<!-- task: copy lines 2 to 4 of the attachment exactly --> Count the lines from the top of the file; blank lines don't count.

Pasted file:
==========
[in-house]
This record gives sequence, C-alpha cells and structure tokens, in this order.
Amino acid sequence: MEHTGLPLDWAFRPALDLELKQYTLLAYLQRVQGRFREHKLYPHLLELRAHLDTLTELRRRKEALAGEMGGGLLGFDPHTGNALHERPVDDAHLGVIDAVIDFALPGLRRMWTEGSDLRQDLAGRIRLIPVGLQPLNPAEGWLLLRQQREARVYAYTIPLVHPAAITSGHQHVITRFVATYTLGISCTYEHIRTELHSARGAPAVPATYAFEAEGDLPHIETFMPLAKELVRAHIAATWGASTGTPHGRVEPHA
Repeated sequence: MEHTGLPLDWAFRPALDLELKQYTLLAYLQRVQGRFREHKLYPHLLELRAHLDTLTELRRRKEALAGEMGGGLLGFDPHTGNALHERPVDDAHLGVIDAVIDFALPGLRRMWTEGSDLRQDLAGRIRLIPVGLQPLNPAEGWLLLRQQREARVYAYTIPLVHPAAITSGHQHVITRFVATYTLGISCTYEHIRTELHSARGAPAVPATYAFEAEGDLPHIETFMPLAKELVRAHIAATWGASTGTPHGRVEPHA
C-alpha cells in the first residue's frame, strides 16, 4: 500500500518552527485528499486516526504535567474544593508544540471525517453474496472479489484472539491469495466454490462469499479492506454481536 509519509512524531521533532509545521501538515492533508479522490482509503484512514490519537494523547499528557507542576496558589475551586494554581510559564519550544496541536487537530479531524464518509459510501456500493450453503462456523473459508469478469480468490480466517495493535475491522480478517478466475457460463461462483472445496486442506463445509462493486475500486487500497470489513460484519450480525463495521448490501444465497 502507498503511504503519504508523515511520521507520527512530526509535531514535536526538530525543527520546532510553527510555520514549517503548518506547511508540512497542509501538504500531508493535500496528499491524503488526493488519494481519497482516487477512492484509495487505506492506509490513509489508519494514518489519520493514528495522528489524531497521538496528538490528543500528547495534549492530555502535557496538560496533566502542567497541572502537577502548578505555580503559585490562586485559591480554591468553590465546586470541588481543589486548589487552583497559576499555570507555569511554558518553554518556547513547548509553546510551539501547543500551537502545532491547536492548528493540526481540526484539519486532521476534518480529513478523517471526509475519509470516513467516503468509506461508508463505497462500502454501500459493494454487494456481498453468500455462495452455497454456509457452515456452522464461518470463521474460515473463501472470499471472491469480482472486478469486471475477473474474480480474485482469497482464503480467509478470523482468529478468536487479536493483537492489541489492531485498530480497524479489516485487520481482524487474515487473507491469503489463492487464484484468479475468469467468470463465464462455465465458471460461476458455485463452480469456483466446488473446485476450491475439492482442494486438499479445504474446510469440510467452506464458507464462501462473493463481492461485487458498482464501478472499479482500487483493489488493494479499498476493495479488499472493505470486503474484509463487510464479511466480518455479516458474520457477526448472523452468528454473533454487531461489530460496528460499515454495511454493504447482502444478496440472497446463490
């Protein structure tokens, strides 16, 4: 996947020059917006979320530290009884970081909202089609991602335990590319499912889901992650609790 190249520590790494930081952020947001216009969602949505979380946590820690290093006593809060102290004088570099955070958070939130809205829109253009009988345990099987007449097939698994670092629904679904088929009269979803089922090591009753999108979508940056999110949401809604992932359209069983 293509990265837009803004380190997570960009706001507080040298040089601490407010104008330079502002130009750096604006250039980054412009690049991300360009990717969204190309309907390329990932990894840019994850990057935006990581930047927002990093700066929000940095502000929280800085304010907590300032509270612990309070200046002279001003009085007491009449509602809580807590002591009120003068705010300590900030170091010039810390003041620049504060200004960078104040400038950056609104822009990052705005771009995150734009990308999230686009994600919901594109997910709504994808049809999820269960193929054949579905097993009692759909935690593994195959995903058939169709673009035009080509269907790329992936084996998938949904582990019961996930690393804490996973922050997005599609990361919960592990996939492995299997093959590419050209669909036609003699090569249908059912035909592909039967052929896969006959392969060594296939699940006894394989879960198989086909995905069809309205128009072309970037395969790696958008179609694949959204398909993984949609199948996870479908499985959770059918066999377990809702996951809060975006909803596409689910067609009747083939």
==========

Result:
This record gives sequence, C-alpha cells and structure tokens, in this order.
Amino acid sequence: MEHTGLPLDWAFRPALDLELKQYTLLAYLQRVQGRFREHKLYPHLLELRAHLDTLTELRRRKEALAGEMGGGLLGFDPHTGNALHERPVDDAHLGVIDAVIDFALPGLRRMWTEGSDLRQDLAGRIRLIPVGLQPLNPAEGWLLLRQQREARVYAYTIPLVHPAAITSGHQHVITRFVATYTLGISCTYEHIRTELHSARGAPAVPATYAFEAEGDLPHIETFMPLAKELVRAHIAATWGASTGTPHGRVEPHA
Repeated sequence: MEHTGLPLDWAFRPALDLELKQYTLLAYLQRVQGRFREHKLYPHLLELRAHLDTLTELRRRKEALAGEMGGGLLGFDPHTGNALHERPVDDAHLGVIDAVIDFALPGLRRMWTEGSDLRQDLAGRIRLIPVGLQPLNPAEGWLLLRQQREARVYAYTIPLVHPAAITSGHQHVITRFVATYTLGISCTYEHIRTELHSARGAPAVPATYAFEAEGDLPHIETFMPLAKELVRAHIAATWGASTGTPHGRVEPHA